Many years ago when I was still banging my life against the unhealthy routine of multi-tasking as both the Editor in Chief of a national news magazine and the Editorial Director of two other magazines and a book company-- I went to Hawaii. My entire life changed in the most unforeseen way possible. All at once I could envision my future as a person who didn't have to do, do, do, do. Ever since I was a child playing in piano recitals and later as a teenager touring Los Angeles in a classical trio, I was raised to be somebody, to stand out, perform well, and accomplish a lot.
There's nothing wrong with these goals, of course--unless, that is, you forget to program in balance. It wasn't that I didn't take vacations, I did. But until I went to Hawaii (and I'm not talking about Waikiki here, anymore than someone going to Tijuana should say they've gone to Mexico; I'm talking about authentic Hawaii), I hadn't faced that part of myself that really DID want to belong to something outside of me, something natural, earthy, native, and spiritual. Suddenly, I could see my future, a time when I would no longer "be in charge of everything all the time." I believe the reason why so many capable people continue pushing themselves in unbalanced, unhealthy ways, is because we simply can't see what will become of us if we stop. Well, even if we all keep working past our retirements in some fashion, this is a nation of youth worshipers, so sooner or later we will be forced to slow down. And what my many trips to the magic islands between Japan and the United States have shown me is that when the time comes I can be more soulful and content like all the inspiring people I keep meeting on the six "visitable" islands of Hawaii. (There are two we're are not allowed on.)
One day at least 8 years ago, while shopping for a gift to bring back to the mainland (what Hawaiians call the rest of the United States), I was drawn to a small box of chocolate covered macadamia nuts, a specialty of Hawaii. It wasn't the contents of the box that caught my attention, but the packaging: a painting of a small village of thatched-roof hale (houses), evoking another time, perhaps the plantations of Hilo, Hawaii, where macadamia nut orchards flourished. Long after I ate those nuts, I always kept the box someplace nearby where I could glance at it easily. For me, something about the picture sparked a fantasy, a dream. Simply put: I wanted to be there.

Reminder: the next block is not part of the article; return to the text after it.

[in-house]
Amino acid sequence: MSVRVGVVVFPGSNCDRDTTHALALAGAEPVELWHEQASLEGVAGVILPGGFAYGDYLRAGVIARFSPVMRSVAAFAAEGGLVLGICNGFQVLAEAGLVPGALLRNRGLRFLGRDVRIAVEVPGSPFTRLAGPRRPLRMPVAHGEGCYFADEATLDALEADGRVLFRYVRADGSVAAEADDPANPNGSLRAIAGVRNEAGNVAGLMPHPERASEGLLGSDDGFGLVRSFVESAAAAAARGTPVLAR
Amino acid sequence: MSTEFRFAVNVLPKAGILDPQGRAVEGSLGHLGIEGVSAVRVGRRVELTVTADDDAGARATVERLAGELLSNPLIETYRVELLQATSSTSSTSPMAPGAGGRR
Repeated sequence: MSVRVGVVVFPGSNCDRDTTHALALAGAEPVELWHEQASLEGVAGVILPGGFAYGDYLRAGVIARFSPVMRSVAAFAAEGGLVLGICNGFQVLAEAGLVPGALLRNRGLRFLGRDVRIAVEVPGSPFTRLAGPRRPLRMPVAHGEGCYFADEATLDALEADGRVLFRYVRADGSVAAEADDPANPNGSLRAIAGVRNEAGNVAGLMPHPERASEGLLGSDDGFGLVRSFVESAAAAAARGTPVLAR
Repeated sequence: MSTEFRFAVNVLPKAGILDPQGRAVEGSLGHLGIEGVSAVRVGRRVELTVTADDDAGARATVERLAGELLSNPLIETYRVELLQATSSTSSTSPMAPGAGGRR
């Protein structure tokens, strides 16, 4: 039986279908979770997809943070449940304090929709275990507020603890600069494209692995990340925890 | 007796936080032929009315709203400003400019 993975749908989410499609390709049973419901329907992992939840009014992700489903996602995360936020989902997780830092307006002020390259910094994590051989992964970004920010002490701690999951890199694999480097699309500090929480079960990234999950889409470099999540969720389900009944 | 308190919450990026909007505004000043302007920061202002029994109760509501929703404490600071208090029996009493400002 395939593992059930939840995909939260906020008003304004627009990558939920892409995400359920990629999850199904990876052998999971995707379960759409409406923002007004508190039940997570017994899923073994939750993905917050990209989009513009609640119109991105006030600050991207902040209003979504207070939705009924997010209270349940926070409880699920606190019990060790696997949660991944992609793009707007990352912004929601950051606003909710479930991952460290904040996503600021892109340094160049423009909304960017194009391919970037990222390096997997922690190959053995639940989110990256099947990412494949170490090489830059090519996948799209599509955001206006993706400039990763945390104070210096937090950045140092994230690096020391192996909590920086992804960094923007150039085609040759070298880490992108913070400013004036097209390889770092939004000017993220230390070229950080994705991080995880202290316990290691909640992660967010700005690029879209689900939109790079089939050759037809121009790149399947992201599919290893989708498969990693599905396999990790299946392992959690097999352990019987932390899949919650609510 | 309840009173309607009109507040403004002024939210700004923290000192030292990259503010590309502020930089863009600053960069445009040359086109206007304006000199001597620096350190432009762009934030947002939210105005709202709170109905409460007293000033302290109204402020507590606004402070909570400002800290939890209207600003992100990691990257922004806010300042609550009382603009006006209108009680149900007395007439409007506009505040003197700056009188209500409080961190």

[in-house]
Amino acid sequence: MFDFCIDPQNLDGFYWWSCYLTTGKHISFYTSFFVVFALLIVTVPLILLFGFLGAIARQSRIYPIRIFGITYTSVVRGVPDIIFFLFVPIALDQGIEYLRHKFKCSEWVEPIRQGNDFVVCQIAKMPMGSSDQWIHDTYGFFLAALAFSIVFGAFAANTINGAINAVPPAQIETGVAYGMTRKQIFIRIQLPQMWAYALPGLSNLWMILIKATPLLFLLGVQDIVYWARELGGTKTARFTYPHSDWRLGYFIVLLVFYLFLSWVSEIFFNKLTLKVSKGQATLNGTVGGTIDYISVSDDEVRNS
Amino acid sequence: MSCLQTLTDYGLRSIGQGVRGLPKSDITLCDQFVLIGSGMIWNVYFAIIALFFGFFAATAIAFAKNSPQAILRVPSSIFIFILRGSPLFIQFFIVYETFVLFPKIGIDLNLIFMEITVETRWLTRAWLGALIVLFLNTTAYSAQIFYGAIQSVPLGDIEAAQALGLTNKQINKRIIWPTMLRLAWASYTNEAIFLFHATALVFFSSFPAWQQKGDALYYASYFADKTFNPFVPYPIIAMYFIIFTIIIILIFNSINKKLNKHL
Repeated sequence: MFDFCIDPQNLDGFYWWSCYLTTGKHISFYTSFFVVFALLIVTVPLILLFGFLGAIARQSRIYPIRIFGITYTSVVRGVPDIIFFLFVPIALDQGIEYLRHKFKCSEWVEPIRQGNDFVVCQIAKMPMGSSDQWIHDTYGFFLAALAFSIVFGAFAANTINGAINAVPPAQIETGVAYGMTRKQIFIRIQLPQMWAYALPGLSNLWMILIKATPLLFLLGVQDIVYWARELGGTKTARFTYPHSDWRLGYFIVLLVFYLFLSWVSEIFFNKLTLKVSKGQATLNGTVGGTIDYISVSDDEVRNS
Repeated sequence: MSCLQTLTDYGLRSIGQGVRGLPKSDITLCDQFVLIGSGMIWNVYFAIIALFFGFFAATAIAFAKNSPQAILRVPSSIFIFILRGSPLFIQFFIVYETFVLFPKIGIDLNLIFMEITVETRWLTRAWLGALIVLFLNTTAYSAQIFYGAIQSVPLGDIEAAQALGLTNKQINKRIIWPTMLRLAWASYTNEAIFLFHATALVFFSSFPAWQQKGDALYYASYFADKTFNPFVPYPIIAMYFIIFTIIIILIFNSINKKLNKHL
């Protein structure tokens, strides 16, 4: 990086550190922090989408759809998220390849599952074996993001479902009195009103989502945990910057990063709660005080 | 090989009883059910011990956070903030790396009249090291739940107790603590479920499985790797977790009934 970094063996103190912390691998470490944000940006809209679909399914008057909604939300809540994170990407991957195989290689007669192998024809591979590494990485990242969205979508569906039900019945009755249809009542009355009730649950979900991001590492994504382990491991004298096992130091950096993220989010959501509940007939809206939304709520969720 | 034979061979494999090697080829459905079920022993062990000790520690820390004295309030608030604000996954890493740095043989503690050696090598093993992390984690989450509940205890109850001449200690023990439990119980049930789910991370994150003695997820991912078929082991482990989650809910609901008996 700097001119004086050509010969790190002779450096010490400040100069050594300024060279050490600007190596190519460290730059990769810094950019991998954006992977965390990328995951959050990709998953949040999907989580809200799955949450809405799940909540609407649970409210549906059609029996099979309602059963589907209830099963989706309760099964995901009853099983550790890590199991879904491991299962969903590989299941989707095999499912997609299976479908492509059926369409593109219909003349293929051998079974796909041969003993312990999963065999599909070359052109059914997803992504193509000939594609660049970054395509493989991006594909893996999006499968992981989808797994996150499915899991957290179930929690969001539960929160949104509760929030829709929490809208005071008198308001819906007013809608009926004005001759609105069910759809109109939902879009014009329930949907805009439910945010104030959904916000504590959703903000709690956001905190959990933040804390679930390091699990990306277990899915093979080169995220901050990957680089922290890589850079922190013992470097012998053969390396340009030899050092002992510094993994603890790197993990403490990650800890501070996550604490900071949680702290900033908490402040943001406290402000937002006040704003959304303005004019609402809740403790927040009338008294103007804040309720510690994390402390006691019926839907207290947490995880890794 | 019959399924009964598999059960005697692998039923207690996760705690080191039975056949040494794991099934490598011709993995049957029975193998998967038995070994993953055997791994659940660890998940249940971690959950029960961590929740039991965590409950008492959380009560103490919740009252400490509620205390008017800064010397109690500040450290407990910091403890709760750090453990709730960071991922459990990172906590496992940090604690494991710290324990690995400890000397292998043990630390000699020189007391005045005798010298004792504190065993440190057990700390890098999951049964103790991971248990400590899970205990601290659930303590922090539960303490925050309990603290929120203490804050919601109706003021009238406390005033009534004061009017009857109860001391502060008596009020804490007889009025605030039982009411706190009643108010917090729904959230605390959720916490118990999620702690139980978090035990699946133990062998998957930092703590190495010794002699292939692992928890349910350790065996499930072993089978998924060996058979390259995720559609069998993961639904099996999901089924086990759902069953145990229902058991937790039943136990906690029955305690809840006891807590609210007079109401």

Over the years I've read many books about the history of Hawaii. The breathtaking beauty of the land hides a very harsh story, indeed. No one can delve into what has happened to the Hawaiian people without a lot of mixed feelings about the actions of the United States. In many ways you find yourself revisiting the history of the American Indians. And yet I know that in and amongst my own complex feelings, my heart is pure. I love what the Hawaiians love about their land and culture.
Several years ago my wife, Suzanne, and I were sitting early one morning on the shores of Kona (the "dry" side of the Big Island), outside a beautiful hotel. We were utterly transfixed watching a Hawaiian fisherman throw his nets into the sea, waiting, pulling, and catching. After the sun had slowly moved to the center of the sky, he walked out of the ocean and headed off with his catch. Without a word to each other, we followed him down a long beach which eventually led to another, very different hotel. When I looked around, I caught my breath. I couldn't believe what was in front of me. Could this be my dream coming to life? The fisherman disappeared into what looked like a tall, thatched-roof dining room.
We had arrived at Kona Village Resort. Dirt roads led to other individual thatched-roof, primitive, 19th century hale cottages. Some were nestled right on the shoreline with their own private black-sand beaches; others were hidden along tropical lagoons, 125 in all within 82-acres of lava that formed an ancient Hawaiian fishing village. Some of the Polynesian hale (no "s" for plural) were modeled after authentic Fijian homes, others were Tahitian, Maori, Samoan, Palau, Maluhia, New Caledonian, Marquesan, and, of course, Hawaiian.
I felt light headed, and not just from the warm trade winds that blew through the village like breaths of ecstasy. I had finally found it! After searching all parts of Maui, Moloka'i, Lana'i, O'ahu, Kaua'i, and the Big Island for over a dozen years, here it was waiting for me all this time. The hotel's suggestive and carefully executed architecture harkened back to my own romantic infatuation with an earlier Hawaiian way of life, a bygone era from which all their great values still resonate.